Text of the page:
Complex geometry

In mathematics, complex geometry is the study of geometric structures and constructions arising out of, or described by, the complex numbers. In particular, complex geometry is concerned with the study of spaces such as complex manifolds and complex algebraic varieties, functions of several complex variables, and holomorphic constructions such as holomorphic vector bundles and coherent sheaves. Application of transcendental methods to algebraic geometry falls in this category, together with more geometric aspects of complex analysis.

Complex geometry sits at the intersection of algebraic geometry, differential geometry, and complex analysis, and uses tools from all three areas. Because of the blend of techniques and ideas from various areas, problems in complex geometry are often more tractable or concrete than in general. For example, the classification of complex manifolds and complex algebraic varieties through the minimal model program and the construction of moduli spaces sets the field apart from differential geometry, where the classification of possible smooth manifolds is a significantly harder problem. Additionally, the extra structure of complex geometry allows, especially in the compact setting, for global analytic results to be proven with great success, including Shing-Tung Yau's proof of the Calabi conjecture, the Hitchin–Kobayashi correspondence, the nonabelian Hodge correspondence, and existence results for Kähler–Einstein metrics and constant scalar curvature Kähler metrics.

Complex geometry has significant applications to theoretical physics, where it is essential in understanding conformal field theory, string theory, and mirror symmetry. It is often a source of examples in other areas of mathematics, including in representation theory where generalized flag varieties may be studied using complex geometry leading to the Borel–Weil–Bott theorem, or in symplectic geometry, where Kähler manifolds are symplectic, in Riemannian geometry where complex manifolds provide examples of exotic metric structures such as Calabi–Yau manifolds and hyperkähler manifolds, and in gauge theory, where holomorphic vector bundles often admit solutions to important differential equations arising out of physics such as the Yang–Mills equations. Complex geometry additionally is impactful in pure algebraic geometry, where analytic results in the complex setting such as Hodge theory of Kähler manifolds inspire understanding of Hodge structures for varieties and schemes as well as p-adic Hodge theory, deformation theory for complex manifolds inspires understanding of the deformation theory of schemes, and results about the cohomology of complex manifolds inspired the formulation of the Weil conjectures and Grothendieck's standard conjectures. On the other hand, results and techniques from many of these fields often feed back into complex geometry, and for example developments in the mathematics of string theory and mirror symmetry have revealed much about the nature of Calabi–Yau manifolds, which string theorists predict should have the structure of Lagrangian fibrations through the SYZ conjecture, and the development of Gromov–Witten theory of symplectic manifolds has led to advances in enumerative geometry of complex varieties.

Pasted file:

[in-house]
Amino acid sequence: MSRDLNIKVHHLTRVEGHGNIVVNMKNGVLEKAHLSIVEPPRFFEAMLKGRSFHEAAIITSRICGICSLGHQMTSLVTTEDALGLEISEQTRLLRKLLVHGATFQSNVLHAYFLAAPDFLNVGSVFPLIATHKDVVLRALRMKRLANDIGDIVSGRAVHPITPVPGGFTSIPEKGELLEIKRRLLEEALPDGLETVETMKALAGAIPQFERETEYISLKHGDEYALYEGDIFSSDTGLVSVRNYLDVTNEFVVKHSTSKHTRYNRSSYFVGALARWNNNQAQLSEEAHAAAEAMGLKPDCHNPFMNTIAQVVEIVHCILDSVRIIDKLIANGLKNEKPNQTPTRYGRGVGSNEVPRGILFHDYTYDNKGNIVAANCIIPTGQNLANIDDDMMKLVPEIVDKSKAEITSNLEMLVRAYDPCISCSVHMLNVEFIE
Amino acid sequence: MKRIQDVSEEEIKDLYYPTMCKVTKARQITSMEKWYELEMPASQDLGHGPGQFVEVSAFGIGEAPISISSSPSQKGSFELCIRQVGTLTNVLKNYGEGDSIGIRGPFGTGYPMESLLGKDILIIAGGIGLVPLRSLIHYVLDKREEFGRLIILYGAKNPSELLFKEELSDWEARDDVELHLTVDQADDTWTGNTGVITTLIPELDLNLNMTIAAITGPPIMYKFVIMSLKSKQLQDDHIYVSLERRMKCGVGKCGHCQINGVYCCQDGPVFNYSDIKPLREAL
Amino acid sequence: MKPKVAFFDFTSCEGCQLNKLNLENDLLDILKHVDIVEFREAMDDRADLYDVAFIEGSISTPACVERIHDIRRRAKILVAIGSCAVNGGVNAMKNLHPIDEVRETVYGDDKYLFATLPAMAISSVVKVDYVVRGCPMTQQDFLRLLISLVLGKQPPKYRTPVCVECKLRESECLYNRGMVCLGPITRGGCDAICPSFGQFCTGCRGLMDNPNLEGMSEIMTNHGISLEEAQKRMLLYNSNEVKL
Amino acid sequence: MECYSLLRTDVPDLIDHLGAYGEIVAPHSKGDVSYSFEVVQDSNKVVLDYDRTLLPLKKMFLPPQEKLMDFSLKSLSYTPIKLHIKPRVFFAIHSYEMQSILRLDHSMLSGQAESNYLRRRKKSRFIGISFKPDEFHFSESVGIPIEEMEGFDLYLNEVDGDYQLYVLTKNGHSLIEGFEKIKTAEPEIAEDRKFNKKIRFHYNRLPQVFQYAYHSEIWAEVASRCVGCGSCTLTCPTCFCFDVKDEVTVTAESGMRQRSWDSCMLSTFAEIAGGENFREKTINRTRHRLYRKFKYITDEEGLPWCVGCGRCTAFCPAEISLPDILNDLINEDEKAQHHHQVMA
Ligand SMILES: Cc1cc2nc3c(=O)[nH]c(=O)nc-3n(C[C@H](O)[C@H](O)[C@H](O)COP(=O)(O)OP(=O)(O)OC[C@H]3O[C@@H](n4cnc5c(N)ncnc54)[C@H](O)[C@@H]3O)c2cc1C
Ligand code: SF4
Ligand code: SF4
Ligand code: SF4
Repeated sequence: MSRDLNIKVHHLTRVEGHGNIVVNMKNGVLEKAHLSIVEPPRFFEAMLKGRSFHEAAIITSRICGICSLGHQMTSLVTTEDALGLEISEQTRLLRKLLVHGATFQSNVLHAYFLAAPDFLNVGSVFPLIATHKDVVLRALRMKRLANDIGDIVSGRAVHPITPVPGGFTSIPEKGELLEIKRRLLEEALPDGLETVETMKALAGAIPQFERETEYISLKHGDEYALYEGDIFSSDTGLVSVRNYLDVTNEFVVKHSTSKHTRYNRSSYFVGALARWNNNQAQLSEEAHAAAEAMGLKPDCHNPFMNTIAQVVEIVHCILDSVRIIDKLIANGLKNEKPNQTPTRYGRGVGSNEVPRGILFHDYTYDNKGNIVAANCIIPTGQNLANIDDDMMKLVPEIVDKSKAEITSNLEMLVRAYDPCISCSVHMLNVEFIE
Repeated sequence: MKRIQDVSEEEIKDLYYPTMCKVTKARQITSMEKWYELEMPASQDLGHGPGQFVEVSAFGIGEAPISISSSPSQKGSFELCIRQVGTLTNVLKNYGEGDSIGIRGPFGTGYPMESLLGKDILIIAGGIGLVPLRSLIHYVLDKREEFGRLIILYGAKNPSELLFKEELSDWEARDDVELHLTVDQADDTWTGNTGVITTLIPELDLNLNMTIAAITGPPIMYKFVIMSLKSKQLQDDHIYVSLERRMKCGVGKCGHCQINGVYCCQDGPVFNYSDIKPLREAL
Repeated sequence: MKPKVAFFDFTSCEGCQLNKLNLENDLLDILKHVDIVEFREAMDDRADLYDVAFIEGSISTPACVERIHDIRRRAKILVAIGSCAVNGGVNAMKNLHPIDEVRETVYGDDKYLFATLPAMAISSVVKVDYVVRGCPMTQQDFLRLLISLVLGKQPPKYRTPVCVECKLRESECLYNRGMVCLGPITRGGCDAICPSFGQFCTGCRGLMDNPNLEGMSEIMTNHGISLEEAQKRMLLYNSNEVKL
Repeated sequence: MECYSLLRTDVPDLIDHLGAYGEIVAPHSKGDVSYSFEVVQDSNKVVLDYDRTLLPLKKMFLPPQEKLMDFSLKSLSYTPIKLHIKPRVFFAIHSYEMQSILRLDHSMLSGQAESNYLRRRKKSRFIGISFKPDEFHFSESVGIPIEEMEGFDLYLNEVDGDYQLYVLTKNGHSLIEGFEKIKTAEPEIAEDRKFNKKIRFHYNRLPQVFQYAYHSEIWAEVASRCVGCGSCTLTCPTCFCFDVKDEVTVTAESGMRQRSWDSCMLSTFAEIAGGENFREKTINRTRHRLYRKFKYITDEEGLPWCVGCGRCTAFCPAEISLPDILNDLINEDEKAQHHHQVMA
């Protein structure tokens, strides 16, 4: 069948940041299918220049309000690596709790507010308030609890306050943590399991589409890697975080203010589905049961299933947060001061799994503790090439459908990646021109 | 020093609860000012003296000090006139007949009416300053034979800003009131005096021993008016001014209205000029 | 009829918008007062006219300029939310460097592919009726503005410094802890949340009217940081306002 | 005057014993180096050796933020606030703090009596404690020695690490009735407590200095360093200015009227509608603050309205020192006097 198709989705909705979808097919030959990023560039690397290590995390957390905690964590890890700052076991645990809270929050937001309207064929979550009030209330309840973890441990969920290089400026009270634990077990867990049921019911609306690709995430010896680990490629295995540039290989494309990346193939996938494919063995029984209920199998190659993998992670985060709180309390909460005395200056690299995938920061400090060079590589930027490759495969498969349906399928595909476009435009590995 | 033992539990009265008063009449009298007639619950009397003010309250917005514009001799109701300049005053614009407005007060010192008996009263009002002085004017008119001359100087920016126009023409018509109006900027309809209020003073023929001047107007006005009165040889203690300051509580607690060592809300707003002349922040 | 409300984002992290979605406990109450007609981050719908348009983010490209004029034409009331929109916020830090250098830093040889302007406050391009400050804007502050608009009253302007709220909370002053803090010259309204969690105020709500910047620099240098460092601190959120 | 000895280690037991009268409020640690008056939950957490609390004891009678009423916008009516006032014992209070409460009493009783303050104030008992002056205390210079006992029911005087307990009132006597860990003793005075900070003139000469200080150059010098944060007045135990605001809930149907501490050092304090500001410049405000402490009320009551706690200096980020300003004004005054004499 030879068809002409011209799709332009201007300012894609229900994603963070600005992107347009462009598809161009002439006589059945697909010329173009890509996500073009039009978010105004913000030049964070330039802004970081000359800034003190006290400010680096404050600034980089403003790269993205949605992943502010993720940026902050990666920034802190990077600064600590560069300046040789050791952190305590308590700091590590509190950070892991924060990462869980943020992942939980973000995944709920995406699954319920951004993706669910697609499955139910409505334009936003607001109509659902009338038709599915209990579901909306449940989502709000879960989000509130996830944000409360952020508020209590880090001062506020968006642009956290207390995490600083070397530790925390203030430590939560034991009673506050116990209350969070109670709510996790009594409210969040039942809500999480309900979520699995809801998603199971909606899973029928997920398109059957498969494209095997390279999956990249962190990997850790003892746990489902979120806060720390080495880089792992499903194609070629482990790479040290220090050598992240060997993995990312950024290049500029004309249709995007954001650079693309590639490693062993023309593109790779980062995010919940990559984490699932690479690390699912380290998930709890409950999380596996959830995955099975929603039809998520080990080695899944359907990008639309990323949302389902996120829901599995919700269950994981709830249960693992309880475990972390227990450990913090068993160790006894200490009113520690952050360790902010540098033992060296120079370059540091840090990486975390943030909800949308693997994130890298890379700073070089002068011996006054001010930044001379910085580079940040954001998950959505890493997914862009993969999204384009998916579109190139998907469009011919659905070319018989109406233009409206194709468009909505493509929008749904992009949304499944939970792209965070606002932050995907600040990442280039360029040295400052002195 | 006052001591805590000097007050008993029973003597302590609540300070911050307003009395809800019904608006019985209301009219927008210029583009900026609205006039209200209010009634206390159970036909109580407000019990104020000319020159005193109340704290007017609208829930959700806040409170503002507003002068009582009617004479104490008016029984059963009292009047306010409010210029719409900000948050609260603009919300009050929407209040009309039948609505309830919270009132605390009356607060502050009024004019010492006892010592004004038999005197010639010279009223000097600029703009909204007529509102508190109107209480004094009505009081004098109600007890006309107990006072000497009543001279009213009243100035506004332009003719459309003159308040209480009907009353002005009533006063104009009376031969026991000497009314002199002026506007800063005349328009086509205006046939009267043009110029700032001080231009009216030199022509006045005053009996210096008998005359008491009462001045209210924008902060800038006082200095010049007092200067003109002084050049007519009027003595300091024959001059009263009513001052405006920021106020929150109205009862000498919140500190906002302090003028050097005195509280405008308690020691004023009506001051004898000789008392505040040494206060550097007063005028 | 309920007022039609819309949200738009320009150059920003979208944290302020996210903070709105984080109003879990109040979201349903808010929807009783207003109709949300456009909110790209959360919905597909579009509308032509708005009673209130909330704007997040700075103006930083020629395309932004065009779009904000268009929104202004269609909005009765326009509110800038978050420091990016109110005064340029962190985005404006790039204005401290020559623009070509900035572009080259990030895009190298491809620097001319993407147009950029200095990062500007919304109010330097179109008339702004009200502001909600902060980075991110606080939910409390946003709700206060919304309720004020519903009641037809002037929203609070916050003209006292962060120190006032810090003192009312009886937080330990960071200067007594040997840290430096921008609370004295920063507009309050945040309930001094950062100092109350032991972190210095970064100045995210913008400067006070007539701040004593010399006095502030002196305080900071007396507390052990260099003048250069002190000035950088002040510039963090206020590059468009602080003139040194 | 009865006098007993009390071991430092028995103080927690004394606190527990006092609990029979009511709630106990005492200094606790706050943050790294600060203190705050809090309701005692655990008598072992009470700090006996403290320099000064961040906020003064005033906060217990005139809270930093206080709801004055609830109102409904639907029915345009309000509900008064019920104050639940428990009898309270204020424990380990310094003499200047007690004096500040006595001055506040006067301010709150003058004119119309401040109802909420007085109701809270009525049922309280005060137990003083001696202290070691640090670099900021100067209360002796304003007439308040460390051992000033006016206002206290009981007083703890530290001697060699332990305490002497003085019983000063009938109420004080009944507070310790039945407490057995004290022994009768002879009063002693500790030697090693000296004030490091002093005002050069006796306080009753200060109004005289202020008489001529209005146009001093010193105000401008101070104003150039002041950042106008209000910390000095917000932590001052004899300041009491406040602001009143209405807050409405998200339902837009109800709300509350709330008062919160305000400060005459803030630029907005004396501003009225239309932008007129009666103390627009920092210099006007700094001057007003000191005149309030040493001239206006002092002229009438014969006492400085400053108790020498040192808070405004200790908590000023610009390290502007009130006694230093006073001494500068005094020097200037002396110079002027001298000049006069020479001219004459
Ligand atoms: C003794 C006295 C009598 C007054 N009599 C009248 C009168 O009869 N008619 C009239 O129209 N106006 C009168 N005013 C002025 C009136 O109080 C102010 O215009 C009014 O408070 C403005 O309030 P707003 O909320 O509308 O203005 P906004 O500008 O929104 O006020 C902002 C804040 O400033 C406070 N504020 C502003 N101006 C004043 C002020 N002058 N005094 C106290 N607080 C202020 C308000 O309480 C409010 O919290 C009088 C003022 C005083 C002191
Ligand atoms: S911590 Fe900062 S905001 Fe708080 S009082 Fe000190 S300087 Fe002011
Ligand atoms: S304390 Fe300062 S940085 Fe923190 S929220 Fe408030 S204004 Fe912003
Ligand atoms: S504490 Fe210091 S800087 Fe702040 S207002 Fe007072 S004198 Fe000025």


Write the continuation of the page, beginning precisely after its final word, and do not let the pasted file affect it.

The Hodge conjecture, one of the millennium prize problems, is a problem in complex geometry.[1]

Broadly, complex geometry is concerned with spaces and geometric objects which are modelled, in some sense, on the complex plane. Features of the complex plane and complex analysis of a single variable, such as an intrinsic notion of orientability (that is, being able to consistently rotate 90 degrees counterclockwise at every point in the complex plane), and the rigidity of holomorphic functions (that is, the existence of a single complex derivative implies complex differentiability to all orders) are seen to manifest in all forms of the study of complex geometry. As an example, every complex manifold is canonically orientable, and a form of Liouville's theorem holds on compact complex manifolds or projective complex algebraic varieties.

Complex geometry is different in flavour to what might be called real geometry, the study of spaces based around the geometric and analytical properties of the real number line. For example, whereas smooth manifolds admit partitions of unity, collections of smooth functions which can be identically equal to one on some open set, and identically zero elsewhere, complex manifolds admit no such collections of holomorphic functions. Indeed, this is the manifestation of the identity theorem, a typical result in complex analysis of a single variable. In some sense, the novelty of complex geometry may be traced back to this fundamental observation.

This equivalence indicates that complex geometry is in some sense closer to algebraic geometry than to differential geometry. Another example of this which links back to the nature of the complex plane is that, in complex analysis of a single variable, singularities of meromorphic functions are readily describable. In contrast, the possible singular behaviour of a continuous real-valued function is much more difficult to characterise. As a result of this, one can readily study singular spaces in complex geometry, such as singular complex analytic varieties or singular complex algebraic varieties, whereas in differential geometry the study of singular spaces is often avoided.